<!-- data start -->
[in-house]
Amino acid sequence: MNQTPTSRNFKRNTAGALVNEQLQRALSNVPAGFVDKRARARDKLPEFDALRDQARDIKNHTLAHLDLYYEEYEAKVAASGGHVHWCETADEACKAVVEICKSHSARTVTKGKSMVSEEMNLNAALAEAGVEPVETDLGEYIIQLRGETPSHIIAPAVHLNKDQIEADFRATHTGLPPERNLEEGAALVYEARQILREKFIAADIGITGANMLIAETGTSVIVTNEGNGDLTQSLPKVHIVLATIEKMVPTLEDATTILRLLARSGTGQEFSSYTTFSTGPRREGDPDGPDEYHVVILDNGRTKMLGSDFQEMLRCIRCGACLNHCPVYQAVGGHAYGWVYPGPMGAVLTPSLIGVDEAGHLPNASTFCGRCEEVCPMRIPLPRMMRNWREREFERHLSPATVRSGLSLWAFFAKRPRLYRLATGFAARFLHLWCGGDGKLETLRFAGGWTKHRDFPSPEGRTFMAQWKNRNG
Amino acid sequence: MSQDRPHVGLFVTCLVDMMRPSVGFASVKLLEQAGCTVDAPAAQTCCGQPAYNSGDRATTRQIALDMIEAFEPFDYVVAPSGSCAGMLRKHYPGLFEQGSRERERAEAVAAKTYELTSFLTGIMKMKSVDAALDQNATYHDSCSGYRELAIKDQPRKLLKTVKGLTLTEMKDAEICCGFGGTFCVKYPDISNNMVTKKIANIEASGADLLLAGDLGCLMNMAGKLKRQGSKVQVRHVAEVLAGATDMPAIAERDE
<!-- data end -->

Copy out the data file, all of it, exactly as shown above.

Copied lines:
[in-house]
Amino acid sequence: MNQTPTSRNFKRNTAGALVNEQLQRALSNVPAGFVDKRARARDKLPEFDALRDQARDIKNHTLAHLDLYYEEYEAKVAASGGHVHWCETADEACKAVVEICKSHSARTVTKGKSMVSEEMNLNAALAEAGVEPVETDLGEYIIQLRGETPSHIIAPAVHLNKDQIEADFRATHTGLPPERNLEEGAALVYEARQILREKFIAADIGITGANMLIAETGTSVIVTNEGNGDLTQSLPKVHIVLATIEKMVPTLEDATTILRLLARSGTGQEFSSYTTFSTGPRREGDPDGPDEYHVVILDNGRTKMLGSDFQEMLRCIRCGACLNHCPVYQAVGGHAYGWVYPGPMGAVLTPSLIGVDEAGHLPNASTFCGRCEEVCPMRIPLPRMMRNWREREFERHLSPATVRSGLSLWAFFAKRPRLYRLATGFAARFLHLWCGGDGKLETLRFAGGWTKHRDFPSPEGRTFMAQWKNRNG
Amino acid sequence: MSQDRPHVGLFVTCLVDMMRPSVGFASVKLLEQAGCTVDAPAAQTCCGQPAYNSGDRATTRQIALDMIEAFEPFDYVVAPSGSCAGMLRKHYPGLFEQGSRERERAEAVAAKTYELTSFLTGIMKMKSVDAALDQNATYHDSCSGYRELAIKDQPRKLLKTVKGLTLTEMKDAEICCGFGGTFCVKYPDISNNMVTKKIANIEASGADLLLAGDLGCLMNMAGKLKRQGSKVQVRHVAEVLAGATDMPAIAERDE